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Attorneys representing individuals who have suffered from the gynecomastia side effects from Risperdal, a popular antipyschotic that has been linked to reports of unusual breast growth among young boys, are challenging a statute of limitations cut-off date established by a Pennsylvania state court judge.
Johnson & Johnson faces more than 2,000 Risperdal lawsuits in Pennsylvania, each involving similar allegations that the drug maker failed to adequately warn consumers, parents and the medical community about the risk that boys may develop gynecomastia, which is a medical condition resulting in the development of full breasts among males.
Following pretrial motions, Judge Arnold New established June 30, 2009 as the date that potential plaintiffs knew or reasonably should have known that there was a link between Risperdal and gynecomastia, requiring claims to be filed within the applicable statute of limitations period from that notice. Under the two-year statute of limitations in Pennsylvania, that could result in the dismissal of many cases filed after June 30, 2011.
Last week, attorneys argued before a panel of Pennsylvania Superior Court judges to appeal the cut-off date, which has already resulted in 275 cases being dismissed and could affect hundreds more. The attorneys argued that in many cases, the boys were not even aware they suffered from gynecomastia until after the cut-off date.
Johnson & Johnson has already been ordered to pay substantial damage awards in a few bellwether cases that have gone to trial, including a $70 million verdict in July, involving a case brought by the family of a boy experienced breast growth after starting to use Risperdal when he was five years old.
While the outcomes of these early trial dates are not binding in other cases, they may influence eventual Risperdal settlements with Johnson & Johnson for male breast growth if the drug maker wants to avoid hundreds of individual jury trials over the coming years. However, if the drug maker is able to successful exclude a large number of case under the statute of limitations argument, many young men left with gynecomastia may be unable to obtain a recovery.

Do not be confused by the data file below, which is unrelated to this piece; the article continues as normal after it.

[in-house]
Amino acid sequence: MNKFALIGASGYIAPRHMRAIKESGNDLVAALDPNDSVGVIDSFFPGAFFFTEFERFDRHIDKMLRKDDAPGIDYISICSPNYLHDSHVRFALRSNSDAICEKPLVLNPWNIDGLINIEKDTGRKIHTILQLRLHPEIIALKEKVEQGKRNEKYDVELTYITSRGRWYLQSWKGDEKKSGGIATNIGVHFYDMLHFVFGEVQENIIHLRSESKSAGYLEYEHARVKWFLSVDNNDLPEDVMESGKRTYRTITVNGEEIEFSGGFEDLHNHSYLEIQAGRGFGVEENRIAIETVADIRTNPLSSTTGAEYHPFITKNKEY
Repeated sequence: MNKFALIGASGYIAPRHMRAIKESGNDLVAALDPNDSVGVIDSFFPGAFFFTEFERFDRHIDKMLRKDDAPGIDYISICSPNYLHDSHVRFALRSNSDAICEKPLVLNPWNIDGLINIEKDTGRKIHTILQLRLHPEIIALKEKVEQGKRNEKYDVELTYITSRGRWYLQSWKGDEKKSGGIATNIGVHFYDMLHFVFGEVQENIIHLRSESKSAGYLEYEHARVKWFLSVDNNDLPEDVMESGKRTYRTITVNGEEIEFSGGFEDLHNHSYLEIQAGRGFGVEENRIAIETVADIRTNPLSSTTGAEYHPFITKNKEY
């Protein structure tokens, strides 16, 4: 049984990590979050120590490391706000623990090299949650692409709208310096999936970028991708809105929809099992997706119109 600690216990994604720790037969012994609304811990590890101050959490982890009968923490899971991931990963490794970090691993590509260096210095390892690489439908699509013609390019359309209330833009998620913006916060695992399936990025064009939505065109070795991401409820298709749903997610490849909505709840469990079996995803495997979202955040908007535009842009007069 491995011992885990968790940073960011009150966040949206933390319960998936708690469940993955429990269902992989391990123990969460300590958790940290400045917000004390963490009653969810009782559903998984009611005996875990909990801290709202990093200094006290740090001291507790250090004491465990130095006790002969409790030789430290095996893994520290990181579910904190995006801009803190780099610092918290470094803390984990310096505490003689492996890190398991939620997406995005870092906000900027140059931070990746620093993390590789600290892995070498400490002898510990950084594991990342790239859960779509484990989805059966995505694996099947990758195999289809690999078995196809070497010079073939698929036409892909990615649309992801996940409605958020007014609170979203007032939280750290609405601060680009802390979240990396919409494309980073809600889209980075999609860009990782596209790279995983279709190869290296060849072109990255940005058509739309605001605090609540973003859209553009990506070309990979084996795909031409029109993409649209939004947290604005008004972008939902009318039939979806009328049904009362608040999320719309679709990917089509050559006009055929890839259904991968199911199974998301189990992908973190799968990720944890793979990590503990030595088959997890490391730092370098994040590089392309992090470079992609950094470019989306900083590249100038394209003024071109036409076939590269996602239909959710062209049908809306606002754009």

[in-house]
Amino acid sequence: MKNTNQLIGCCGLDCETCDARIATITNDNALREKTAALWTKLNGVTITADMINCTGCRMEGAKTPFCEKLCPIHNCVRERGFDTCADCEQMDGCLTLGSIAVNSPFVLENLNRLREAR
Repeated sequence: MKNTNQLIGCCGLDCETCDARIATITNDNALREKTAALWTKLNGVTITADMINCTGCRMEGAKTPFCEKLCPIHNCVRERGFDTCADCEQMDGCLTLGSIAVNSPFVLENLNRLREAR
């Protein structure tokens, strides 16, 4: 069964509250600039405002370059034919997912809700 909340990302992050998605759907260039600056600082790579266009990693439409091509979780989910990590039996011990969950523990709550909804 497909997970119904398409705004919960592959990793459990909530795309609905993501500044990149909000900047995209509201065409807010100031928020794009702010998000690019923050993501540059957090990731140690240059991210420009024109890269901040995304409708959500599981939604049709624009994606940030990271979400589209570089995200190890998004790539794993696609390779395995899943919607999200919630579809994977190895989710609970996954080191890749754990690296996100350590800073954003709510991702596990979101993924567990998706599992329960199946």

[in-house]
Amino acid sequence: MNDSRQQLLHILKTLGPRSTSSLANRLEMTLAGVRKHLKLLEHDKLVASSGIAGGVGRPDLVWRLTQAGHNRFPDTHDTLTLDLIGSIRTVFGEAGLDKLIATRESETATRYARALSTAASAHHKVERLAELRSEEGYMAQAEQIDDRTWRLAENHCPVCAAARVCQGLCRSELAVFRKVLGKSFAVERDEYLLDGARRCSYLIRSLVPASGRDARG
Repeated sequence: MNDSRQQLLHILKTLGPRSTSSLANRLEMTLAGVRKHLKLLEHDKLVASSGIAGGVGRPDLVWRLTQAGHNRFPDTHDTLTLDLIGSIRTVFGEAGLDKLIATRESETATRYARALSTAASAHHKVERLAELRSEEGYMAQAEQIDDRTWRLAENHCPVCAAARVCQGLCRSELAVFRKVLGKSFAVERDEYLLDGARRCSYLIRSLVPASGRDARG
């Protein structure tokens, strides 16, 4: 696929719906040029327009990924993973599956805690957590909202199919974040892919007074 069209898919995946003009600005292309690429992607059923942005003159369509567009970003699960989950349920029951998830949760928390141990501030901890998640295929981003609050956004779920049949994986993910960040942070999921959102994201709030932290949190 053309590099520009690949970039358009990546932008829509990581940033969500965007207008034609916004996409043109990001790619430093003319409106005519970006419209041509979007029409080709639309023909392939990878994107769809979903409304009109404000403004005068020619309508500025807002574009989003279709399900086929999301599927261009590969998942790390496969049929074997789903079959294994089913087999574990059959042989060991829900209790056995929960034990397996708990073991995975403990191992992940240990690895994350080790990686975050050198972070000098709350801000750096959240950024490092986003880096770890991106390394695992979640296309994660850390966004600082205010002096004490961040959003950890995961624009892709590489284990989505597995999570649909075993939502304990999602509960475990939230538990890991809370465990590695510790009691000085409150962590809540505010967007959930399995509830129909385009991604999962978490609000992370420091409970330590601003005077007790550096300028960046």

Failure to Warn About Risperdal Breath Growth Risk
Risperdal (risperidone) is an antipsychotic medication that was originally approved for use among adults with schizophrenia. Since it was introduced, it has also been widely used among children for a wide variety of conditions, including bi-polar disorders, autism, irritability, aggression and behavior disorders.
Each of the lawsuits involve similar allegations that Johnson & Johnson failed to provide adequate warning to the medical community, users or parents about the risk of male breast growth linked to Risperdal use by young boys.
Gynecomastia is a rare medical condition involving the growth of breasts among males, which has been reported among a number of boys and young adult males who previously used Risperdal.
The impact of gynecomastia from Risperdal can have a devastating psychological consequence on teens and young men, potentially resulting in severe anxiety, embarrassment and other mental health issues that impact their overall quality of life. The breast growth also often results in the need for surgery to correct the problems, resulting in scarring and other health risks.
Although many of the cases filed by individuals nationwide have been pending for several years, Risperdal gynecomastia lawyers are continuing to evaluate and pursue new cases for families and young men who have experienced breast growth problems.